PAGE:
text-only page produced automatically by LIFT Text
Transcoder Skip all navigation and go to page contentSkip top navigation and go to directorate navigationSkip top navigation and go to page navigation
National Science Foundation HomeNational Science Foundation - Directorate for Social, Behavioral & Economic Sciences (SBE)
Social, Behavioral & Economic Sciences
design element
SBE Home
About SBE
Funding Opportunities
Awards
News
Events
Discoveries
Publications
Advisory Committee
Career Opportunities
See Additional SBE Resources
View SBE Staff
SBE Organizations
SBE Office of Multidisciplinary Activities (SMA )
National Center for Science and Engineering Statistics (NCSE)
Division of Behavioral and Cognitive Sciences (BCS )
Division of Social and Economic Sciences (SES )
Proposals and Awards
Proposal and Award Policies and Procedures Guide
  Introduction
Proposal Preparation and Submission
bullet Grant Proposal Guide
  bullet Grants.gov Application Guide
Award and Administration
bullet Award and Administration Guide
Award Conditions
Merit Review
NSF Outreach
Policy Office Website
Additional SBE Resources
Advisory Committee Meetings
Career Opportunities
Funding Rates
Budget Excerpt
Research on Cognition and Behavior
Research on Human Behavior in Time and Space
Research on Cooperation and Conflict
Exploring What Makes Us Human
Rebuilding the Mosaic Report
Bringing People Into Focus: How Social, Behavioral & Economic Research Addresses National Challenges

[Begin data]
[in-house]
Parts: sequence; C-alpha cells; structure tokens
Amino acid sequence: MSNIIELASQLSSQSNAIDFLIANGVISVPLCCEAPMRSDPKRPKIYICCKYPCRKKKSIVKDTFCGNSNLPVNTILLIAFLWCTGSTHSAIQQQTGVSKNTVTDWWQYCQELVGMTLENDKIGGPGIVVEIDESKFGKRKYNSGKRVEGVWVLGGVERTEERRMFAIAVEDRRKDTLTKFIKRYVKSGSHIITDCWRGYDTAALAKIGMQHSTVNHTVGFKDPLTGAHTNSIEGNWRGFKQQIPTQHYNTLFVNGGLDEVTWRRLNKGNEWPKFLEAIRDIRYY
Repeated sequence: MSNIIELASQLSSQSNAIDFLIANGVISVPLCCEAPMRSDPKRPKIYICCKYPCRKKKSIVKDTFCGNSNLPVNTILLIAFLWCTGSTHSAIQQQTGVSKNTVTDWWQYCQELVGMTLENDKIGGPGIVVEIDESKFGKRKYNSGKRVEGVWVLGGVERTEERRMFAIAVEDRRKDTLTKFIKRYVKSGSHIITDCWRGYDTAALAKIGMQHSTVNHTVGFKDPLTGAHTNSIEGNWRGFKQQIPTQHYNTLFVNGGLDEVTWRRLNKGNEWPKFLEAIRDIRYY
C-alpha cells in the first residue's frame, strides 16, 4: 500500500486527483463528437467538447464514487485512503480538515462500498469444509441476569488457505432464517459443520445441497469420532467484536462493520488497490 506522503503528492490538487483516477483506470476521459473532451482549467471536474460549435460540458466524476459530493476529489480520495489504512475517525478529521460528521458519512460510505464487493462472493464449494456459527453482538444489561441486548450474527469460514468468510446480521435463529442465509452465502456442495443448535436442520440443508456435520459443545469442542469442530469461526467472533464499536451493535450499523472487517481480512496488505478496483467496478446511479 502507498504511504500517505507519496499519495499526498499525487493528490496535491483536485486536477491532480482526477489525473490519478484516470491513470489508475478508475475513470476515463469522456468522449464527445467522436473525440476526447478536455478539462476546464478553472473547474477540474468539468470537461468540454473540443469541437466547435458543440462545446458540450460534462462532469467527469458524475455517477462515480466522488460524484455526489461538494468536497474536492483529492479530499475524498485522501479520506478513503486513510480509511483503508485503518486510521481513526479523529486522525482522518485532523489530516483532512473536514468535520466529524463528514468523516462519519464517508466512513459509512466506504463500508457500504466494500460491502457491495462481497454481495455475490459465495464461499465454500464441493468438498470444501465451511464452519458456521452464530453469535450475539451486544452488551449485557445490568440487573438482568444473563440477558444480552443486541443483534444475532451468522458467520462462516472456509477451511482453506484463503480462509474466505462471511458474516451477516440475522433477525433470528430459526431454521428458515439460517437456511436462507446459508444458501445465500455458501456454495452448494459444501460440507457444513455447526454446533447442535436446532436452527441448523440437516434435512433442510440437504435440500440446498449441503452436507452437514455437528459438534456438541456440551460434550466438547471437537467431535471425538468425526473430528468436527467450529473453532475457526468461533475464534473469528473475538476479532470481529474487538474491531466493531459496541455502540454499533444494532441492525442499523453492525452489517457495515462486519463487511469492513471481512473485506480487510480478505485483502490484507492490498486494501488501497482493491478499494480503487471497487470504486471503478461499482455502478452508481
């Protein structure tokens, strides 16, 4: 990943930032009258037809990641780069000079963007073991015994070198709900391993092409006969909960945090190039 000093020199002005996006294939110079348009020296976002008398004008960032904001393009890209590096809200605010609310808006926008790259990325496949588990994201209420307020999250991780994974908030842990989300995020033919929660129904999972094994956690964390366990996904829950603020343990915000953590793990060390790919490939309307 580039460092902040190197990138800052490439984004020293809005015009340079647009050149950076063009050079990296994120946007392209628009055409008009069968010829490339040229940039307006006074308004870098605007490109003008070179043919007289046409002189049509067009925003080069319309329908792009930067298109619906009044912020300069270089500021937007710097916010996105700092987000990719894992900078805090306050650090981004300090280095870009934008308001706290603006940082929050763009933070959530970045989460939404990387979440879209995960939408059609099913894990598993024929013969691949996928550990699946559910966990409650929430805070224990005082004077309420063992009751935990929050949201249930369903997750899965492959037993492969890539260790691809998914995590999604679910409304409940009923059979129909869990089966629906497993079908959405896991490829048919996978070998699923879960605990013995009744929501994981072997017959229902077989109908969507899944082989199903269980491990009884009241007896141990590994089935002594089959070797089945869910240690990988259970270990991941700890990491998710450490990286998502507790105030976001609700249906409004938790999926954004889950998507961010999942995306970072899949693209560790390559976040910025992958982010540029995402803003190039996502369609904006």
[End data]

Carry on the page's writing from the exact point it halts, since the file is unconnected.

"Youth Violence: What We Need to Know" Report to NSF
Social, Behavioral and Economic Research in the Federal Context Report
Expedited Review of Social and Behavioral Research Activities Report
SBE Advisory Committee Web Site (for members only)


SBE 2020: Submission Detail

ID Number: 261
Title: Scaling Down: Social and Economic Processes over time at a Local Scale in the US
Lead Author: Kasakoff, Alice Bee
Abstract: Many have been hailing the advent of the spatial turn in the social sciences, but, for the most part, the materials are not available to take advantage of this in the US before 1980. Students of long term demographic, economic, ecological and social change in the US have been forced to work at the county level because that is the level for which the census has published the majority of its statistics for the 19th and early 20th centuries. I propose an enlargement of the National Historical GIS to include all years for which the census is available keyed to maps that locate the minor civil divisions and their changes over time. Because the year 1880 is available as a full count, and 1850 soon will be, investigators will be able to work at a smaller spatial scale, group the smaller units together into more meaningful spatial units, and even study variables that were not reported before. With the accompanying maps, they could investigate long term processes at the appropriate scales and show how changes over time have affected the scale at which these processes occur.
PDF: Kasakoff_Alice_261.pdf

SBE 2020 Home

 

Print this page
Back to Top of page